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I'm having problems with requests that include 'dangerous characters' as part of a Web API URL. The Url includes an & which is properly Url encoded, but still causes a Request Validation ASP.NET error.

Unlike MVC there appears to be no [ValidateInput(false)] attribute to force and disable this functionality.

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3 Answers 3

With RequestValidation set to 4.0 in the configuration the answer is no. You can however revert back to 2.0 Request Validation in which case the MVC attribute works as you would expect: Validate by default and explicitly override when needed.

<httpRuntime executionTimeout="300" requestValidationMode="2.0" />

Talked in detail about this and some of the options here: http://www.west-wind.com/weblog/posts/2010/Aug/19/RequestValidation-Changes-in-ASPNET-40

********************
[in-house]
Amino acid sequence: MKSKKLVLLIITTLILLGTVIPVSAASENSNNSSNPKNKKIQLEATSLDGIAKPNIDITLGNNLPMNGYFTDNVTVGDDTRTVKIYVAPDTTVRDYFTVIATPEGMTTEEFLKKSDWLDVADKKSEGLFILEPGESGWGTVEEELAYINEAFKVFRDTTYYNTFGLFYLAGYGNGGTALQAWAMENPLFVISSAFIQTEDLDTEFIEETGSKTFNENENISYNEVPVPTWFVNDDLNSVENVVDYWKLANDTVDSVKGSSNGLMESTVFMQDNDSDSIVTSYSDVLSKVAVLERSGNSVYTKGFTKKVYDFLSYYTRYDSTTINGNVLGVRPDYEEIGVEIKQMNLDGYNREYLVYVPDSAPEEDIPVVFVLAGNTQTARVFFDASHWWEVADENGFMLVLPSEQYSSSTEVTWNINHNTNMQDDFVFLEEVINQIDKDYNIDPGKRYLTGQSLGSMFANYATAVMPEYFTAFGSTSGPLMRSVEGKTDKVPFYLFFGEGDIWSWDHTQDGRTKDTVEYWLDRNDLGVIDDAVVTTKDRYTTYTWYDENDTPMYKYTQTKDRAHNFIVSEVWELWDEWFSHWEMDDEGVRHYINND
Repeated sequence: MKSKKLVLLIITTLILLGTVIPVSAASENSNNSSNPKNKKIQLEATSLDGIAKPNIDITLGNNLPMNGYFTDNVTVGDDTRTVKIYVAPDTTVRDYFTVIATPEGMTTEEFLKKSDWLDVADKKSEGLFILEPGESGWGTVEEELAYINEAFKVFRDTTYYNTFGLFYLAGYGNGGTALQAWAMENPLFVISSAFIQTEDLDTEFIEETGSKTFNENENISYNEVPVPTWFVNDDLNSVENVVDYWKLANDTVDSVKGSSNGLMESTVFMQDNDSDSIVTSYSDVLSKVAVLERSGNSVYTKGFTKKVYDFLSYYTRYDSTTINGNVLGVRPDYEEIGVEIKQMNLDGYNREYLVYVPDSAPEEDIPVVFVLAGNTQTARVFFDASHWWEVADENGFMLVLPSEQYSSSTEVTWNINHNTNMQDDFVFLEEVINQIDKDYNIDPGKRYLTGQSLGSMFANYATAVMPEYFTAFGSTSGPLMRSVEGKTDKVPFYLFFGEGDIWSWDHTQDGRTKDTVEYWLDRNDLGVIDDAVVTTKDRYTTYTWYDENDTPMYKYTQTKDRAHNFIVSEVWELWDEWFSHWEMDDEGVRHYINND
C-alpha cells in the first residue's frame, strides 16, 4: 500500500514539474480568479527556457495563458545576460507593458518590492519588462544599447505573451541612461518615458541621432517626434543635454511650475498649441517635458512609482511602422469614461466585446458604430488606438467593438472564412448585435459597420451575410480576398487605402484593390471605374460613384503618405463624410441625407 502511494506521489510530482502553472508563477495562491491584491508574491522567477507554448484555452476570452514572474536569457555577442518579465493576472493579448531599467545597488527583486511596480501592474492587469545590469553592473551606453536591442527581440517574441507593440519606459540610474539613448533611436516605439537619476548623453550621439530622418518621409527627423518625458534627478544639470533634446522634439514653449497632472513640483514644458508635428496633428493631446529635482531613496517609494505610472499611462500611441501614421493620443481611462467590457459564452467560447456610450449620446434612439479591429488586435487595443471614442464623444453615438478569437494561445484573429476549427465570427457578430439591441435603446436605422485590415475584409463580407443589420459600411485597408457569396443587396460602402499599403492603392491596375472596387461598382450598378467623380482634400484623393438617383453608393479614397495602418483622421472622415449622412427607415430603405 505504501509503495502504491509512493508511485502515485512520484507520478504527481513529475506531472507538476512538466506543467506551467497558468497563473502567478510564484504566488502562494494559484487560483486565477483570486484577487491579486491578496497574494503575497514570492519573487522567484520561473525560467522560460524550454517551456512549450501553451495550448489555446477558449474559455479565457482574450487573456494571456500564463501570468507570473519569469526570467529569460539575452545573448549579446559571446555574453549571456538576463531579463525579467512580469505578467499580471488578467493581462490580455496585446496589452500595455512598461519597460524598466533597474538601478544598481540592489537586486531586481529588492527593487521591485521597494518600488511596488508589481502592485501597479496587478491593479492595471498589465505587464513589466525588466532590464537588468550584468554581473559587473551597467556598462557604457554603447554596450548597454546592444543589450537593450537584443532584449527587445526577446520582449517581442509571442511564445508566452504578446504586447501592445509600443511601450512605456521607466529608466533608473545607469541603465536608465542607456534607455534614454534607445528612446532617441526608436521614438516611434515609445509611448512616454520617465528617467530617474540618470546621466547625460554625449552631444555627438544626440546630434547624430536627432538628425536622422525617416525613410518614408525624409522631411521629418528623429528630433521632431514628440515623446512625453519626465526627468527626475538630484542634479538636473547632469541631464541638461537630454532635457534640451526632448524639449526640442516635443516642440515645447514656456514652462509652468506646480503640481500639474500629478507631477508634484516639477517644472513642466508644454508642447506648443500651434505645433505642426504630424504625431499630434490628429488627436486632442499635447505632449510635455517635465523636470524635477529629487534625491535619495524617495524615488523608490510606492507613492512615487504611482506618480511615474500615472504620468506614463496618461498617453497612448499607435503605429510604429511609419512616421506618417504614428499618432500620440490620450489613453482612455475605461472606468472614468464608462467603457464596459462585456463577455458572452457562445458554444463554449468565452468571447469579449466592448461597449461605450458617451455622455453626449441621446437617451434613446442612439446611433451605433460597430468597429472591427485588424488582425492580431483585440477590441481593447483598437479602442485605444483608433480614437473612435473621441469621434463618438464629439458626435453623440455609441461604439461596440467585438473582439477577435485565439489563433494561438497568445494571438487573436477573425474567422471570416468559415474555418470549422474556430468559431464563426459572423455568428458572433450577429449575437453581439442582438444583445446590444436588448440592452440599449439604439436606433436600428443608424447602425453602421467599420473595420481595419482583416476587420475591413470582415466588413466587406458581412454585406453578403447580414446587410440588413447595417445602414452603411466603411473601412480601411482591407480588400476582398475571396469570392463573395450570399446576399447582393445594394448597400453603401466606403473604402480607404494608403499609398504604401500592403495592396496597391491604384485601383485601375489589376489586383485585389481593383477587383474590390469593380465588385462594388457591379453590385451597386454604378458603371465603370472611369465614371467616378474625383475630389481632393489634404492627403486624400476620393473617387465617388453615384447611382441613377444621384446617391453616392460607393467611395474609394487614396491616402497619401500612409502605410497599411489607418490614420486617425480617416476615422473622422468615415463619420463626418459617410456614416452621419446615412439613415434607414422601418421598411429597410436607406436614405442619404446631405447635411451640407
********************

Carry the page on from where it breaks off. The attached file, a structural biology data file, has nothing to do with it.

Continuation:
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per @Levi our Web Security guy:

Config is the only way to do this. Even MVC’s [ValidateInput(false)] wouldn’t help with this particular scenario.

Disabling it in Web.config isn’t necessary a terrible idea. If you’re following good security practice by validating and encoding untrusted data, it’s perfectly fine to apply it application-wide.

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[ValidateInput(false)] does not work in my case. I think it's because [ValidateInput(false)] refers to the Request.Form rather than Request.Path. –  quakkels Aug 6 '13 at 15:24

Turns out the answer is to do this in web.config using:

  <httpRuntime requestPathInvalidCharacters="" />  

Unfortunately this is global - I hope there's a better solution using an attribute that works inside of Web API controllers.

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This is the only solution that worked for me. Adding requestValidationMode='2.0' to the web.config and trying the [ValidateInput(false)] attribute on the action method did NOT work. It started working after I added requestPathInvalidCharacters="". I think this is because the error here is part of Request.Path validation rather than Request.Form validation. –  quakkels Aug 6 '13 at 15:22

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